I grew up in a religiously, culturally and gastronomically Jewish home in Willingboro, NJ which is a suburb of Philadelphia. Our family went to synagogue weekly, practiced holiday rituals, lit the candles on Friday night, but kept kosher only when my paternal grandmother lived with us. I attended Hebrew school until I was 16. […]
A few moments ago, I finished watching one of my favorite films, Field of Dreams. It is a classic and serves as a reminder that listening to the inner voice or intuition can lead us to places we never would have expected. The tale is simple and endearing; one of regret and reconciliation and multi-generational love. And, of course, baseball.
Kevin Costner’s character Ray Kinsella is the son of a would-be baseball player whose values he traded in for that of Terrence Mann (the resonant-voiced James Earl Jones), an erstwhile rebellious writer from the 1960’s. They had the opportunity to meet only after Ray plows under his Iowa cornfield to allow for a baseball field. He was guided by the words, “If you build it, he will come.” The ‘he’ was not who Ray imagined he might have been. As the story unfolds, he follows the invocations to go to Boston to take Terrence to a baseball game because he was told to “Ease his pain.” where another message, “Go the distance.” was sprawled across the scoreboard. They continue to follow the yellow brick road as it were, to meet ‘Moonlight (a.k.a.) Doc’ Graham whose desire was to play the game but instead became a medical doctor. When he had the chance to play on Kinsella’s field, he relinquished it to save a life.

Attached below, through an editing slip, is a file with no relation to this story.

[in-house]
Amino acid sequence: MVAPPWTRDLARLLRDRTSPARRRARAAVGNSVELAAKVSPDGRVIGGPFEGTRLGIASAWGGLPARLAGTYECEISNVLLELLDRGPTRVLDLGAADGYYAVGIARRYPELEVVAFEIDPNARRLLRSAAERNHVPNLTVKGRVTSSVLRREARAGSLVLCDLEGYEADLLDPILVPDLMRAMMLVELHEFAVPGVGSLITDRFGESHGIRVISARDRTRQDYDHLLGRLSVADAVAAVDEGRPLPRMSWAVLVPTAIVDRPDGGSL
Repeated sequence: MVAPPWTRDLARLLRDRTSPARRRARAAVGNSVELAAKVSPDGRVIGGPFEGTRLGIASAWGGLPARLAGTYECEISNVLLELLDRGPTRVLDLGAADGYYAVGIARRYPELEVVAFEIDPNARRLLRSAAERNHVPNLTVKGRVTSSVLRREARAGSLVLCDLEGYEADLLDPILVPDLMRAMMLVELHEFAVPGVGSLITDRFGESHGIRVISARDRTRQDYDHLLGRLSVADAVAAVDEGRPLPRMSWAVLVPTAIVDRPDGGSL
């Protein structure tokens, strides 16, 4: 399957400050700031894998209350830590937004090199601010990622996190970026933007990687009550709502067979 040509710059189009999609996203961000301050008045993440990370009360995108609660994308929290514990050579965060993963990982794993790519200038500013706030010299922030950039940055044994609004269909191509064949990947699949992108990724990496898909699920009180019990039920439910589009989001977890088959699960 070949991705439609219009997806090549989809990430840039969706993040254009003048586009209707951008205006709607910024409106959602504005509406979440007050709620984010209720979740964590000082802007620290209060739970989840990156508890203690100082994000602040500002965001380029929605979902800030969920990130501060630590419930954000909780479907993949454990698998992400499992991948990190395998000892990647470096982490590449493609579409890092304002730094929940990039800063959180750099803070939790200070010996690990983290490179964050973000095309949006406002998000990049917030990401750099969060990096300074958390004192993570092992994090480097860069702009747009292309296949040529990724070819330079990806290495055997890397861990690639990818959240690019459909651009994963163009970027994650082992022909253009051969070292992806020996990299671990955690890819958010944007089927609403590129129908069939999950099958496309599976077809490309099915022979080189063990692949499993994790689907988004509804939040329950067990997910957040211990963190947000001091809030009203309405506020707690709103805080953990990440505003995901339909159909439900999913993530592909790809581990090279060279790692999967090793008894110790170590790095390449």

In the midst of this tale, is the real-life challenge of potential financial ruin since the cash crop of corn was no longer viable when transformed into a diamond. Toward the end of the film, Kinsella’s brother-in-law, portrayed by Timothy Busfield (Elliott from Thirtysomething; one of my favorite shows from the 1990’s), warns Kinsella that they will lose their house and land if he doesn’t sell the property to his business partners. He volleys back and forth between hearing Mann tell him that people will come to his field of dreams to watch games and bro-in-law cautioning him to be responsible. For the first time in countless viewings of the movie, it occurred to me that both were echoing the voice of fear and the voice of trust.
Throughout the years, I have been privy to that inner dialogue more times than I can count. I take leaps of faith in my personal and professional life. That insidious voice of fear screeches wildly that I will fail and fall, that my dreams can’t possibly come true because they haven’t yet manifested. It is then that I need to take a deep dive into what I know for sure. When I look back at what I have accomplished, the voice of trust is ultimately the voice of truth.